“…The event contained in the affirmation of God is more important than the belief in God…Belonging first, followed by behavior, followed last and least, by belief.” – Peter Rollins

We belong before we believe. The experience of belonging leads to behavior and belief if we’ve experienced the real thing.

We may arrive at the right answers or correct beliefs or proper theology (if such things exist) long after we have the initial experience with God and know we belong. What we believe does matter. But most significant and life changing is the experience with and belonging to the one we then believe in. This is what changes us.

Perhaps we ask the questions and create the space for this experience to occur without trying to provide all the correct answers. It’s not believing to belong; it’s belonging to believe. This speaks to the deepest desire of a soul (or at least mine)—to be seen, to be known, to be loved, to belong, unconditionally.

We grow up being told who we are supposed to be, even if it contradicts who we are and how we see the world. I find my true self not in external behavior, not in a set of abstract knowledge and beliefs and rules and regulations, but in the internal experience of belonging. 

When Jesus met people they changed. When those Jesus encountered knew they already belonged they then believed (with the option not to). Action followed the experience; obedience was the fruit of a life altering encounter.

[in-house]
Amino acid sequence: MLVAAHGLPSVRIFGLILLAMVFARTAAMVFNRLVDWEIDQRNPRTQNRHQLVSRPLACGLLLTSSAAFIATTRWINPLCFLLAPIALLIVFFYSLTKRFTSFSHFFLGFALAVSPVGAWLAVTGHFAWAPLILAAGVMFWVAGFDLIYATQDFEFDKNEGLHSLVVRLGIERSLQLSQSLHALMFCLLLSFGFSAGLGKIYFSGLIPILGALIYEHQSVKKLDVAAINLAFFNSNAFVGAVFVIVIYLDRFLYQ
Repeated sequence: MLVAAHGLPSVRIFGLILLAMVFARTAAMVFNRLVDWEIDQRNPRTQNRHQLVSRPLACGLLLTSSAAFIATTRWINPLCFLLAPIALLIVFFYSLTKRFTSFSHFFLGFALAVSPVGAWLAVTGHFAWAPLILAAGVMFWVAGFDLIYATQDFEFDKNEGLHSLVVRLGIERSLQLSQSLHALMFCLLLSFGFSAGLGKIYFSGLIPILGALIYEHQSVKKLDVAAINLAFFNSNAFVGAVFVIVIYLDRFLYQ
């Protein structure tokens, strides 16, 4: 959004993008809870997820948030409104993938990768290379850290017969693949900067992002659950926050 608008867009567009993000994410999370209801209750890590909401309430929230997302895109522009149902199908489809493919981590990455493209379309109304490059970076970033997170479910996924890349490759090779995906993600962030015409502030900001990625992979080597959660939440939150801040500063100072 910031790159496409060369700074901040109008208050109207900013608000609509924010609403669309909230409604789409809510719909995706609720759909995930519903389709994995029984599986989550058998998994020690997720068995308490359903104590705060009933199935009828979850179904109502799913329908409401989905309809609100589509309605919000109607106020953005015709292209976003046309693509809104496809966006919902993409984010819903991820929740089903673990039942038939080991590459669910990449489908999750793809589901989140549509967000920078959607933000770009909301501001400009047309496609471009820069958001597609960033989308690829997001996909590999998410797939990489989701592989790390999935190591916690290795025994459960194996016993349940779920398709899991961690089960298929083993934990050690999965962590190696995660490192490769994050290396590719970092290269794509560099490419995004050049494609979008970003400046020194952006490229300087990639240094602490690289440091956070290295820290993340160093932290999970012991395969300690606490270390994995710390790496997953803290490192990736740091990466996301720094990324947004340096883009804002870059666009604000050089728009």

I have never experienced lasting transformation when responding to pressure, expectation, legalism, religiosity, rules, regulation, obligation, duty, exclusivity, narrowness (who does?). I have only known the desire to act and believe when God has met me with unconditional love and belonging (when I experience God); when I have been asked—not told or coerced or manipulated—to follow. Even then it’s still a difficult choice. Belonging changes us, requires surrender, reveals a need and emptiness filled by no one and nothing else but the one who calls in unconditional love. When I love this one back it changes me (perhaps slowly) into the image of the one to whom I already belong.

The true experience of belonging changes us. How can it not?

Even if you don’t “believe” (and perhaps you never will), know you already belong. Jesus is not a “right answer.” Jesus is the belonging for which you have been longing—the one to whom you already belong.

“Belief isn’t always easy. / But this much I have learned— / if not enough else— / to live with my eyes open.” – Mary Oliver

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